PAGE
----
Hearing Health Research Update: Regenerating Inner Ear Hair Cells

A number of the problems that cause hearing problems for our patients cannot be reversed which is frustrating for our hearing specialists. Damage to the very tiny, sensitive hair cells of the inner ear is one of the more common reasons for hearing loss. The job of these hair cells is to vibrate in response to sound waves. These vibrations are interpreted by the brain into what we call hearing.

The sensitivity of these tiny hair cells enables them to vibrate in such a manner, and thus makes it possible for us to hear, but their very sensitivity makes them very fragile, and at risk of damage. This damage may occur as the result of aging, infections, medications, and by prolonged exposure to high-volume sounds, resulting in noise-induced hearing loss, or NIHL. The hair cells in human ears can’t be regenerated or “fixed” after they are damaged or destroyed. Consequently, hearing specialists and audiologists must use technological innovations such as hearing aids or cochlear implants to compensate for hearing loss that is in essence irreversible.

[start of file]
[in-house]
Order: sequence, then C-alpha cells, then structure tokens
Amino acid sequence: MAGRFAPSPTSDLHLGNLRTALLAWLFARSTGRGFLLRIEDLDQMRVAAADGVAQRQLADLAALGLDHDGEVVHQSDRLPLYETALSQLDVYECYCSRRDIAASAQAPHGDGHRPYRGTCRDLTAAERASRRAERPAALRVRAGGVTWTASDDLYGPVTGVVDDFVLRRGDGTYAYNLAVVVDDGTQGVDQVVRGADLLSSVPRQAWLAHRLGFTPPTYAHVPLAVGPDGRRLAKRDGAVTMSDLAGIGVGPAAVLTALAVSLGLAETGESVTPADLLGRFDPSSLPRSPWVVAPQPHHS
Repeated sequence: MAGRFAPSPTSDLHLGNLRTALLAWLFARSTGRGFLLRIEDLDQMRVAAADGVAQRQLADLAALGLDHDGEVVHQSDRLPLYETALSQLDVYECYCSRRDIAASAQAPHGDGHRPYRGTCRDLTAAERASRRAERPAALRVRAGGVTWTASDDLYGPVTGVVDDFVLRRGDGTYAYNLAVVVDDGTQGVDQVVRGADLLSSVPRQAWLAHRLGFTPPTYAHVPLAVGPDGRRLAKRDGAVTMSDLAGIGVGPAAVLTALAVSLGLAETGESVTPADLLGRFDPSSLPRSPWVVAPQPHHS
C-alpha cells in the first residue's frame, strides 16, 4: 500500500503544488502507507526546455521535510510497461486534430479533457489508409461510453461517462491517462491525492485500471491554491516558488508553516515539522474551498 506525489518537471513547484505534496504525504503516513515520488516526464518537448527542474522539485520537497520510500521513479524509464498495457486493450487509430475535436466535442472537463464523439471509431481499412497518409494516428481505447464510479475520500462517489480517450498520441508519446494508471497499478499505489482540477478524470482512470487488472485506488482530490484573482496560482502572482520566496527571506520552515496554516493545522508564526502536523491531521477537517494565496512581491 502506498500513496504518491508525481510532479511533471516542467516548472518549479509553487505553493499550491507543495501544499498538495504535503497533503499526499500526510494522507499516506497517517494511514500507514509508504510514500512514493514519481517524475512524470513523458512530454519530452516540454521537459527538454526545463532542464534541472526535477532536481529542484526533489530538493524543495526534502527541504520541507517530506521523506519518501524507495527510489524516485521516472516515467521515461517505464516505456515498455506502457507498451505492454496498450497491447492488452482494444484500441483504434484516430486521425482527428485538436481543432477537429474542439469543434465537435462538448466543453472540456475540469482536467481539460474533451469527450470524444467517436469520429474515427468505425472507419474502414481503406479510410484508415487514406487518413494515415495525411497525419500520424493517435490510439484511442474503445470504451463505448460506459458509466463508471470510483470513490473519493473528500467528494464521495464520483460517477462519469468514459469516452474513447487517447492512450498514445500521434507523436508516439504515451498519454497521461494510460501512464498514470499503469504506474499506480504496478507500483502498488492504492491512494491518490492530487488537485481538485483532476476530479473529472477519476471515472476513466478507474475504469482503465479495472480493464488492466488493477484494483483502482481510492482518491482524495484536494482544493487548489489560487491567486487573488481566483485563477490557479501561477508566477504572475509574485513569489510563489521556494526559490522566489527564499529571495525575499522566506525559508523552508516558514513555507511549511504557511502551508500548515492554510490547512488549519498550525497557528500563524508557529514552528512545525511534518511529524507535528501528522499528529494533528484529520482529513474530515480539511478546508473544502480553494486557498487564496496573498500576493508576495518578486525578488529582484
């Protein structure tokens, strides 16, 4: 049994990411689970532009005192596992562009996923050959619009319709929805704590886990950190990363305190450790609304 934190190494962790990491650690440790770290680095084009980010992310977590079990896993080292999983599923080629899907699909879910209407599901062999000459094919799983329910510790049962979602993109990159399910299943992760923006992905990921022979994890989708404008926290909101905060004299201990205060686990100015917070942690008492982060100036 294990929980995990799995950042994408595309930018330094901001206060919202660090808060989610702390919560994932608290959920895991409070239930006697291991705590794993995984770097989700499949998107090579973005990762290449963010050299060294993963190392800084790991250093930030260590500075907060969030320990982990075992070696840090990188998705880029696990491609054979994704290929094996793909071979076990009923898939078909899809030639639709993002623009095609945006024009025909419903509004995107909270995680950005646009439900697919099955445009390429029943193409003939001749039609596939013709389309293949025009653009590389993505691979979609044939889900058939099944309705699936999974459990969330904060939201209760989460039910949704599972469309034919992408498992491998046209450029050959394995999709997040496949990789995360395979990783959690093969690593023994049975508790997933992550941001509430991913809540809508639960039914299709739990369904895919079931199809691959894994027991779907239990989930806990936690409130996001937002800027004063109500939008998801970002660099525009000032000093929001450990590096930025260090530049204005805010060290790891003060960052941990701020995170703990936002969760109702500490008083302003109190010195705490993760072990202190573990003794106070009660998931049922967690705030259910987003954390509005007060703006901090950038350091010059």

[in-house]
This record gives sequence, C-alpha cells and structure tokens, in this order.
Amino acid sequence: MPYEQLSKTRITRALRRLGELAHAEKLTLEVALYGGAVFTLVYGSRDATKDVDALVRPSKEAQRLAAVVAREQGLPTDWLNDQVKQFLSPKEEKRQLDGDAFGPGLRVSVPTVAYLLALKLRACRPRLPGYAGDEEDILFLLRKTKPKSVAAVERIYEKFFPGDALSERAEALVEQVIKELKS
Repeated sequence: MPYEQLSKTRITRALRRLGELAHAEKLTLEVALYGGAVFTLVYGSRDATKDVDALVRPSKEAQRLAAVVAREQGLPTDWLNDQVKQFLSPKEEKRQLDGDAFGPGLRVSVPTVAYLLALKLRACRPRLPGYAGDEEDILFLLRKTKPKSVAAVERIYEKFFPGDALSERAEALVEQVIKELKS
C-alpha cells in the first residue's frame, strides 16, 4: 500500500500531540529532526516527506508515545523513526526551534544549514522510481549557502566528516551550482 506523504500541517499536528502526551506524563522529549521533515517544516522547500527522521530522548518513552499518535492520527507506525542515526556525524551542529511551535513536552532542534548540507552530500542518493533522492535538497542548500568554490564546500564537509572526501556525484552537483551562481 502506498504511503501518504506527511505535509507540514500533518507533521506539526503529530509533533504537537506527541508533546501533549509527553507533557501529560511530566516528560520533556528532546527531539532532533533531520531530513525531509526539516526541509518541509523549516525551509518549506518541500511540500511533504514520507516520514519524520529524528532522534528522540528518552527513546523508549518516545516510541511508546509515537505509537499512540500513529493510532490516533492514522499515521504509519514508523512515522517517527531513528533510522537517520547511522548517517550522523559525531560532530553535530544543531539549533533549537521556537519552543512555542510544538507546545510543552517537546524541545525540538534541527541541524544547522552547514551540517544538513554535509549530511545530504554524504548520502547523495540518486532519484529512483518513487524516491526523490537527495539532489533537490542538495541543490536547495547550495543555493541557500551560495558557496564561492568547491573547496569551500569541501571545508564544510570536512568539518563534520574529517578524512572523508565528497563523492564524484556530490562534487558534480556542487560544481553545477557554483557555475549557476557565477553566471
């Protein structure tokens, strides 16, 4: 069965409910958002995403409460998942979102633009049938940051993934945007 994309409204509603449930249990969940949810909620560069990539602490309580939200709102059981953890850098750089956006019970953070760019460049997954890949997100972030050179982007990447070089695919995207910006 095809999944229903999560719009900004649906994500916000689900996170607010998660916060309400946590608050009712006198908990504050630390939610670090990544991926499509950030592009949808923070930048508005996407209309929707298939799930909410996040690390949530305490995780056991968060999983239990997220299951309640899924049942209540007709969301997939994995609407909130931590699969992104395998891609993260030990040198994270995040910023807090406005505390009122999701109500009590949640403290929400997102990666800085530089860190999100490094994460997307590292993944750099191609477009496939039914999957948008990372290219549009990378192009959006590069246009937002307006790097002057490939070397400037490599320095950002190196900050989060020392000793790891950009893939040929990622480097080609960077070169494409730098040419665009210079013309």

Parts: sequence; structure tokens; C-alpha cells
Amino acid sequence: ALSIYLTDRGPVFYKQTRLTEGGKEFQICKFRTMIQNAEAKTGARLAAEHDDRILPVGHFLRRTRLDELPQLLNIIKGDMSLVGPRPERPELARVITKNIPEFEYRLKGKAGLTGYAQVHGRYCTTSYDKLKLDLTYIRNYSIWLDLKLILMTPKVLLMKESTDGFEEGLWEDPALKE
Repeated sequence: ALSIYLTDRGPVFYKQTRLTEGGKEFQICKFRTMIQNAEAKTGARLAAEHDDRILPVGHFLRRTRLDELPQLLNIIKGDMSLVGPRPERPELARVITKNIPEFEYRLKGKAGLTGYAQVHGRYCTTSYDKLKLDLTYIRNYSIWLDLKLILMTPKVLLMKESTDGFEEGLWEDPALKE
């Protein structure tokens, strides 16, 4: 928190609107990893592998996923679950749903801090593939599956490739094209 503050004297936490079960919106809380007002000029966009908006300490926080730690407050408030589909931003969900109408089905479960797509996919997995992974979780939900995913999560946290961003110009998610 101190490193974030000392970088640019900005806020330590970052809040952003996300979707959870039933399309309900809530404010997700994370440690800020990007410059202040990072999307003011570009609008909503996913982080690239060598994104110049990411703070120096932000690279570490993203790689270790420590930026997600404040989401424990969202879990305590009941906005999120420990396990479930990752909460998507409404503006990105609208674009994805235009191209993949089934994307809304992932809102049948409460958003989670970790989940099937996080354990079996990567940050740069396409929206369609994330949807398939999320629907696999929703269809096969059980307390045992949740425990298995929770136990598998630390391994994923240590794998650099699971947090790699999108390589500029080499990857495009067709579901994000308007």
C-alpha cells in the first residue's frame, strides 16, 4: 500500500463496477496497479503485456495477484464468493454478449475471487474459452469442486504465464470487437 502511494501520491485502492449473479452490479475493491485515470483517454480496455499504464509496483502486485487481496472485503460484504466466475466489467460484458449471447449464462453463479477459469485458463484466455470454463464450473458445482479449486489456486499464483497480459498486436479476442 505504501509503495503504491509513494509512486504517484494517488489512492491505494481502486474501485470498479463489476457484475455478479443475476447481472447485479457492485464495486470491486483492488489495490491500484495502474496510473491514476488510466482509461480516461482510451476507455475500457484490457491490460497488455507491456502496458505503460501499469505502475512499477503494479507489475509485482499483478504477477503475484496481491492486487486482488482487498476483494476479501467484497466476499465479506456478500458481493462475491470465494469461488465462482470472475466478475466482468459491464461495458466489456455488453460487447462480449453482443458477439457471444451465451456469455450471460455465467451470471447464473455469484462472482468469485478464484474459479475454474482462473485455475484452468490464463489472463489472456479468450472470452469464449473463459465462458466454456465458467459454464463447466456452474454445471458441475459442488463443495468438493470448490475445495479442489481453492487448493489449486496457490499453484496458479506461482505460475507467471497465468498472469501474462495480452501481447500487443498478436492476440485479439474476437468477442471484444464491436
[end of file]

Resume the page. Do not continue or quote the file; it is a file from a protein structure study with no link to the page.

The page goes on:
If humans were more like chickens or fish, we’d have other options available. Unlike humans, some bird species and fish actually have the ability to regenerate their damaged inner ear hair cells and recover their lost hearing. Strange, but true. Chickens and zebra fish are just 2 examples of species that have the capacity to spontaneously replicate and replace their damaged inner ear hair cells, thus allowing them to fully recover from hearing loss.

Keeping in mind that this research is preliminary and has as yet produced no proven benefits for humans, some hope for the treatment of hearing loss comes from research called the Hearing Restoration Project (HRP). The nonprofit organization, Hearing Health Foundation, is currently conducting research at laboratories in the U.S. and Canada Working to isolate the compounds that allow the replication and regeneration in some animals, HRP researchers hope to find some way to enable human hair cells to do the same.

Because there are so many different molecules mixed up in regeneration process – some that facilitate replication, some that impede it – the researchers’ work is slow and challenging. Researchers are hoping that what they learn about inner ear hair cell regeneration in avian or fish cochlea can later be applied to humans. Some of the HRP researchers are working on gene therapies as a way to promote such regrowth, while others are working on stem cell-based approaches.

Although this research is still in the preliminary stages, our staff wishes them speedy success so that their results can be extended to humans. Absolutely nothing would be more enjoyable than to be able to provide our hearing loss patients a true cure.